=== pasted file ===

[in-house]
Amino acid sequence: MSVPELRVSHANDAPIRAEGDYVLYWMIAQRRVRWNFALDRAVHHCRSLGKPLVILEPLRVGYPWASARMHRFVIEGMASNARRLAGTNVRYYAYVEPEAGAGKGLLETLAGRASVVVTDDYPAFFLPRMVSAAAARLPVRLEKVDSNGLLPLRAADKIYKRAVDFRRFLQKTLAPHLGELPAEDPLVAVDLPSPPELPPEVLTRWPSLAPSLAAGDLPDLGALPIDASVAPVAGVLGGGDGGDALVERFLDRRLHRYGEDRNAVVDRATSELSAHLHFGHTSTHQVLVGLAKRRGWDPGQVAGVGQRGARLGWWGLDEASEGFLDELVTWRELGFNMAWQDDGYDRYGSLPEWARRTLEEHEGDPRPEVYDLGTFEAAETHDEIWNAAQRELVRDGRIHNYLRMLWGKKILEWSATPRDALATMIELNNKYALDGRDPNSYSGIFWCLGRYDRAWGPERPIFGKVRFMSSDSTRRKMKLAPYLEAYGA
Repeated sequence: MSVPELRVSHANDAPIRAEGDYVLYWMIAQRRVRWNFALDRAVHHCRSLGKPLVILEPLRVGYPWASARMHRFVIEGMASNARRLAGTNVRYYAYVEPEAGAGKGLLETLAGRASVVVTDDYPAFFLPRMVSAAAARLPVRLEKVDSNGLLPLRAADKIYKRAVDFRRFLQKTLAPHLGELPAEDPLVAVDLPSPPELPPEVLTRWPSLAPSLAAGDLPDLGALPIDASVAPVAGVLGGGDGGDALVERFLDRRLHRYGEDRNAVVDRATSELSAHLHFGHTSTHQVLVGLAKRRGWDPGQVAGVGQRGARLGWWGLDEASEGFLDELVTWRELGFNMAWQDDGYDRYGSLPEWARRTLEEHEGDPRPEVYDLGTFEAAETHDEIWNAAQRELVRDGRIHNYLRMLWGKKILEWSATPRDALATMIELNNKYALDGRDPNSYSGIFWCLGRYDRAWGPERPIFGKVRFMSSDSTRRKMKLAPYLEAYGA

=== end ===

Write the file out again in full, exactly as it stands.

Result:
[in-house]
Amino acid sequence: MSVPELRVSHANDAPIRAEGDYVLYWMIAQRRVRWNFALDRAVHHCRSLGKPLVILEPLRVGYPWASARMHRFVIEGMASNARRLAGTNVRYYAYVEPEAGAGKGLLETLAGRASVVVTDDYPAFFLPRMVSAAAARLPVRLEKVDSNGLLPLRAADKIYKRAVDFRRFLQKTLAPHLGELPAEDPLVAVDLPSPPELPPEVLTRWPSLAPSLAAGDLPDLGALPIDASVAPVAGVLGGGDGGDALVERFLDRRLHRYGEDRNAVVDRATSELSAHLHFGHTSTHQVLVGLAKRRGWDPGQVAGVGQRGARLGWWGLDEASEGFLDELVTWRELGFNMAWQDDGYDRYGSLPEWARRTLEEHEGDPRPEVYDLGTFEAAETHDEIWNAAQRELVRDGRIHNYLRMLWGKKILEWSATPRDALATMIELNNKYALDGRDPNSYSGIFWCLGRYDRAWGPERPIFGKVRFMSSDSTRRKMKLAPYLEAYGA
Repeated sequence: MSVPELRVSHANDAPIRAEGDYVLYWMIAQRRVRWNFALDRAVHHCRSLGKPLVILEPLRVGYPWASARMHRFVIEGMASNARRLAGTNVRYYAYVEPEAGAGKGLLETLAGRASVVVTDDYPAFFLPRMVSAAAARLPVRLEKVDSNGLLPLRAADKIYKRAVDFRRFLQKTLAPHLGELPAEDPLVAVDLPSPPELPPEVLTRWPSLAPSLAAGDLPDLGALPIDASVAPVAGVLGGGDGGDALVERFLDRRLHRYGEDRNAVVDRATSELSAHLHFGHTSTHQVLVGLAKRRGWDPGQVAGVGQRGARLGWWGLDEASEGFLDELVTWRELGFNMAWQDDGYDRYGSLPEWARRTLEEHEGDPRPEVYDLGTFEAAETHDEIWNAAQRELVRDGRIHNYLRMLWGKKILEWSATPRDALATMIELNNKYALDGRDPNSYSGIFWCLGRYDRAWGPERPIFGKVRFMSSDSTRRKMKLAPYLEAYGA